With the sudden and unexplained exit of the Governor of the Bank of Israel, the race for the top spot at the International Monetary Fund is set for a showdown between the West and the emerging world. On one side is French candidate and running favourite Christine Lagarde, fresh from a visit to the emerging nations that matter (the BRICS grouping). Her opponent is Agustin Carstens, a former IMF deputy director and Governor of the Mexican central bank.
One striking difference between the two is their professional training: Ms. Lagarde is a lawyer by training whereas Mr. Carstens is a trained economist. Both are well-versed in politics, which is a key affair for the IMF. So, based on merit, the Mexican candidate seems to be best-suited for the top job.
But we all know who's going to win - for the mere reason that she is European. Despite the tall claims made when DSK was appointed, the Europeans have no intention of letting go of their hold on the position. And, in order to ensure that their hold on the World Bank faces no danger, the US is sure to support Mr. Lagarde as well. But that's not all, several developing countries outside the BRICS have gone ahead and supported her as well. In fact, Ms. Lagarde's tour-of-the-world was pretty much a success if you discount the non-committal remarks she got from the BRICS.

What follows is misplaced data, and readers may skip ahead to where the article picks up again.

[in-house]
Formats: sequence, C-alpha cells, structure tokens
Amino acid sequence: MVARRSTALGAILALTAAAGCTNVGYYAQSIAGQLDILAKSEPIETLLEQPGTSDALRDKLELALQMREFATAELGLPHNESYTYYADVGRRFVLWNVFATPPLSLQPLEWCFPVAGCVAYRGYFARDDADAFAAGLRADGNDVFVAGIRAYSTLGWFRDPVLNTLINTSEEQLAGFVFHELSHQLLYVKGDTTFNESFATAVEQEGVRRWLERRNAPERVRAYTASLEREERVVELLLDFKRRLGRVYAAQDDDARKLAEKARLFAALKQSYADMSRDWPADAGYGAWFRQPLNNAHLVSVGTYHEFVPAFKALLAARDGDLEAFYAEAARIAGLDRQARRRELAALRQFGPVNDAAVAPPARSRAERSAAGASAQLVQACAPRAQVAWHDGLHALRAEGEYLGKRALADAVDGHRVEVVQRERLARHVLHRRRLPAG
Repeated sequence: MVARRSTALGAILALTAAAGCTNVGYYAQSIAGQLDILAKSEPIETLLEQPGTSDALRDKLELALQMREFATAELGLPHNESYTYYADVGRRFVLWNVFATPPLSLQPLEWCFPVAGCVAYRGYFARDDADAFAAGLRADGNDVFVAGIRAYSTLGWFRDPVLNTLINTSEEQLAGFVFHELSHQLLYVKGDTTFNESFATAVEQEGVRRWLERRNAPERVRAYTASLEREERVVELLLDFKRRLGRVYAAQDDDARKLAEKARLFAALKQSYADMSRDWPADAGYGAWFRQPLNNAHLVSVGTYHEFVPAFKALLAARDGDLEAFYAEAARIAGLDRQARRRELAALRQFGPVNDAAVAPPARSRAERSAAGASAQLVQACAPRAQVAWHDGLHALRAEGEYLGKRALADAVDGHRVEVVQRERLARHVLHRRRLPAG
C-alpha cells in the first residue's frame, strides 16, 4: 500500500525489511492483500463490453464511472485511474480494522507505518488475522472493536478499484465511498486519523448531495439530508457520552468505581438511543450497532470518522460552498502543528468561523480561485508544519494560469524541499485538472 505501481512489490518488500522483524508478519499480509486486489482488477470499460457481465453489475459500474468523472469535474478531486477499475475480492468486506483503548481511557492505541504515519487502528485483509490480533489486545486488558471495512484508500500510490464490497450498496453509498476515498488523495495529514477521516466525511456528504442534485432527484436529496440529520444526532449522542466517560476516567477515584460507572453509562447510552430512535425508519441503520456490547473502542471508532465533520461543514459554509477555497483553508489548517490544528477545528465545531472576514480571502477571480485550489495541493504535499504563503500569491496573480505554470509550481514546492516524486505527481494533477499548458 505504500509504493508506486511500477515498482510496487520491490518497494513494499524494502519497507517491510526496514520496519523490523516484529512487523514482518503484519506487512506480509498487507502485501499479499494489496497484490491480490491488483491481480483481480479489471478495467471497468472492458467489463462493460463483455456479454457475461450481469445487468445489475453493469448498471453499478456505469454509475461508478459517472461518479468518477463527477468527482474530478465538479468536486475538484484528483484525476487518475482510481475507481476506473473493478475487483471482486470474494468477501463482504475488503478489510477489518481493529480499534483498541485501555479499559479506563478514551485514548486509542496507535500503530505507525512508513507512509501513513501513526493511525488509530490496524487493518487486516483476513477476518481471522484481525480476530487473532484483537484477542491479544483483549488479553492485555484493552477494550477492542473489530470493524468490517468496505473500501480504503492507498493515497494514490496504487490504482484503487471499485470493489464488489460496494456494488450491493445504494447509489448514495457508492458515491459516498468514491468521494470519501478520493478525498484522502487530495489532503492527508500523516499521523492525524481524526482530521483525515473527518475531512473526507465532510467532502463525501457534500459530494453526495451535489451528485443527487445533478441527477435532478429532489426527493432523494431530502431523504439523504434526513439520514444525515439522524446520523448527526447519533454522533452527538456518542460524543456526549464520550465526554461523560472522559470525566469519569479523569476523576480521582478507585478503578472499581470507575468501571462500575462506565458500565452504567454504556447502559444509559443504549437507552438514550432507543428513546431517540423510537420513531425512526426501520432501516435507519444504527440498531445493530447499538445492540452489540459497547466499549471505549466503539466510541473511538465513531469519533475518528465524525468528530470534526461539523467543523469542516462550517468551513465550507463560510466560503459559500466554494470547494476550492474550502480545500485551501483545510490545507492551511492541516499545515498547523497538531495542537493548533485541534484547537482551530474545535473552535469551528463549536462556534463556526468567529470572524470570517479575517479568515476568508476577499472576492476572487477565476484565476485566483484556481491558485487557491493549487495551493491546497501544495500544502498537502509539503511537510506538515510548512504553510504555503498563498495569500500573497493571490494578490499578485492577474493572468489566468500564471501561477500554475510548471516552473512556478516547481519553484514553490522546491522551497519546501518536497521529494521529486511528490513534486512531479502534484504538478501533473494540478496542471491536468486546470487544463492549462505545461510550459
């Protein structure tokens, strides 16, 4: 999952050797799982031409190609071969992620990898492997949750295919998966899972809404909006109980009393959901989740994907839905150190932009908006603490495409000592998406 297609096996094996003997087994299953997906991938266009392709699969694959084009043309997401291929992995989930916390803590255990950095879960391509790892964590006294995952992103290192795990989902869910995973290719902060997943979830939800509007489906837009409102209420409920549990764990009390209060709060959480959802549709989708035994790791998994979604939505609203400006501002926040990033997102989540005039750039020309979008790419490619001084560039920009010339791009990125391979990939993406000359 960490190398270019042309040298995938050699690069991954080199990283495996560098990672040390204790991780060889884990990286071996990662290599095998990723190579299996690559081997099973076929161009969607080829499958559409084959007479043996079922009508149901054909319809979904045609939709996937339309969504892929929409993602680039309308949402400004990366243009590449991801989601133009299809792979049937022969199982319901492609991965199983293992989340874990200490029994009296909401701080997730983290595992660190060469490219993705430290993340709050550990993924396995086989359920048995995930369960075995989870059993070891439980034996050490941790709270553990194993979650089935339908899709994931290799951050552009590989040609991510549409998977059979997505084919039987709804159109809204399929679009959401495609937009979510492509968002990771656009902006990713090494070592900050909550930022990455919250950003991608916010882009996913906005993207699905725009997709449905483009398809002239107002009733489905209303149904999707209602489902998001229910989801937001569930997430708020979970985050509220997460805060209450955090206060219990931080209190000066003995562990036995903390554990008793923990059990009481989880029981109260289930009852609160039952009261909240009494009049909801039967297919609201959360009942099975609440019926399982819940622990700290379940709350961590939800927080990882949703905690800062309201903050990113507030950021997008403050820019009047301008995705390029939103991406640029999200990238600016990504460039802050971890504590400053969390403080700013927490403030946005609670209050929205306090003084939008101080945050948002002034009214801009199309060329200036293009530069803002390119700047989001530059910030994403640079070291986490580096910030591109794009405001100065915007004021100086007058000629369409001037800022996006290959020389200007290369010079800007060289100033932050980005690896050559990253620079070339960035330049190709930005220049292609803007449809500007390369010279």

Contrast that with the response the Mexican candidate got outside the BRICS and it would be no surprise if Ms. Lagarde walks away with the post. And that is exactly what is going to happen.